Next, Tribes split up their networking implementation into several different layers—one can think of this as a “layer cake” of the Tribes Networking Model. This is illustrated in Figure 1.1. The remainder of this section briefly describes the composition of each of these layers.
Figure 1.1 The main components of the Tribes Networking Model
Platform Packet Module
A packet is a formatted set of data sent over a network. In the Tribes model, the platform packet module is the lowest layer. It is the only layer in the model that is platform-specific. In essence, this layer is a wrapper for the standard socket APIs that can construct and send various packet formats. The implementation of this layer might look rather similar to the systems implemented in Chapter 3, “Berkeley Sockets.”
Since Tribes utilized an unreliable protocol, the developers needed to add some mechanism to handle the data they decided needed to be guaranteed. Similar to the approach discussed in Chapter 7, “Latency, Jitter, and Reliability,” Tribes implemented a custom reliability layer. However, this reliability layer is not handled by the platform packet module; instead the higher level managers such as the ghost manager, move manager, or event manager are responsible for adding any reliability.
The job of the connection manager is to abstract the connection between two computers over the network. It receives data from the layer above it, the stream manager, and transmits data to the layer below it, the platform packet module.
The connection manager level is still unreliable. It does not guarantee delivery of data sent to it. However, the connection manager does guarantee a delivery status notification—that is to say, the status of a request passed to the connection manager can be verified. In this way, it is possible for the level above the connection manager (the stream manager) to know whether or not particular data was successfully delivered.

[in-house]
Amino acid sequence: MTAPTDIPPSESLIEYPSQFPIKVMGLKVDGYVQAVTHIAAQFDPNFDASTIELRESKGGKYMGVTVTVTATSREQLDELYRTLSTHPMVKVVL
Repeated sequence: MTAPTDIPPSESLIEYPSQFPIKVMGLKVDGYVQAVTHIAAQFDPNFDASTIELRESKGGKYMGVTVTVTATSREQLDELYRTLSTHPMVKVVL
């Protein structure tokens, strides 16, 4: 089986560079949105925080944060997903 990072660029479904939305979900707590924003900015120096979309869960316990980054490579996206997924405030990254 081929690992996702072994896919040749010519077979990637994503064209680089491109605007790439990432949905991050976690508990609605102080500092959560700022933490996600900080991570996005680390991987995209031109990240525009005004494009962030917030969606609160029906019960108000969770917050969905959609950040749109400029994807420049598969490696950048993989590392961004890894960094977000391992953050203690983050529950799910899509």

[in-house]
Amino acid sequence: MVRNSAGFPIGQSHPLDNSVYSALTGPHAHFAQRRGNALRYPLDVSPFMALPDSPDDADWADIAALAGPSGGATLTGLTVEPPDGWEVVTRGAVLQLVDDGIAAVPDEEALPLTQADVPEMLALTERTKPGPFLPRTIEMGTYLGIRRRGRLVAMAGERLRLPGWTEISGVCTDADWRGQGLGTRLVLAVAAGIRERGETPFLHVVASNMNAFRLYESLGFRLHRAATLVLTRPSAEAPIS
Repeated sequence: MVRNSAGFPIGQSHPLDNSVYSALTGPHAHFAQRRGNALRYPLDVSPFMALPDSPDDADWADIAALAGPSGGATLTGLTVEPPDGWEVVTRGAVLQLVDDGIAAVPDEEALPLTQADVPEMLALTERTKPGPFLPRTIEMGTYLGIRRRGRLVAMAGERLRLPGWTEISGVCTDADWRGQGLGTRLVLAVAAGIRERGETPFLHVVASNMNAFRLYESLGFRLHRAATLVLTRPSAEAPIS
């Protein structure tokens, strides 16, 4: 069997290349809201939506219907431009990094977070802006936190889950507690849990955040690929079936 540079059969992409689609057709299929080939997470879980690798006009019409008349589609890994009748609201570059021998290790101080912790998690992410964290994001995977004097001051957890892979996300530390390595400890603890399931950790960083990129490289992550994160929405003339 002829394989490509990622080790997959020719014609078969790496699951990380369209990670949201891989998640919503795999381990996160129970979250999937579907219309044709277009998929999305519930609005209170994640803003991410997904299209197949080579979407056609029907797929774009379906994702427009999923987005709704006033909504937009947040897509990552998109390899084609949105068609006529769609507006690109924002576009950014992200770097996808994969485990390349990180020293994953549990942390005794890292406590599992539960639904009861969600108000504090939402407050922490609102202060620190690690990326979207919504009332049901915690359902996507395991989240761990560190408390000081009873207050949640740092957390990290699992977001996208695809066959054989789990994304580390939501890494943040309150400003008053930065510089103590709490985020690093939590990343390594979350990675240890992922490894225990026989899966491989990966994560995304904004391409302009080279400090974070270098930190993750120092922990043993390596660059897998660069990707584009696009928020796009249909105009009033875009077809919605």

The delivery status notification is implemented with a sliding window bit field of acknowledgments. Although the original Tribes Networking Model paper does not contain a detailed discussion regarding the implementation of the connection manager, an implementation of a similar system is discussed in Chapter 7, “Latency, Jitter, and Reliability.”
The primary job of the stream manager is to send data to the connection manager. One important aspect of this is determining the maximum rate of data transmission that is allowed. This will vary depending on the quality of the Internet connection. An example given in the original paper is where a user on a 28.8-kbps modem might have their packet rate set to 10 packets per second with a maximum size of 200 bytes per packet, for approximately 2 kB of data per second. This rate and size is sent to the server upon connection of the client, in order to ensure that the server does not overwhelm the client’s connection with too much data.
Since several other systems will ask the stream manager to send data, it is also the duty of the stream manager to prioritize these requests. The move, event, and ghost managers are given the highest priority when in a bandwidth-bound scenario. Once the stream manager decides on what data to send, the packets are dispatched to the connection manager. In turn, the higher-level managers will be informed by the stream manager regarding the status of delivery.
Because of the set interval and packet size enforced by the stream manager, it is very much possible for a packet to be dispatched with multiple types of data in it. For example, a packet may have some data from the move manager, some data from the event manager, and some data from the ghost manager.
The event manager maintains a queue of events that are generated by the game’s simulation. These events can be thought of as a simple form of a remote procedure call or RPC, a function that can be executed on a remote machine. RPCs are discussed in Chapter 5, “Object Replication.”
For example, when a player fires a weapon, this would likely cause a “player fired” event to be sent to the event manager. This event can then be sent to the server, which will actually validate and execute the weapon firing. It is also the purview of the event manager to prioritize the events—it will try to write as many of the highest priority events as possible until any of the following conditions are true: the packet is full, the event queue is empty, or there are currently too many active events.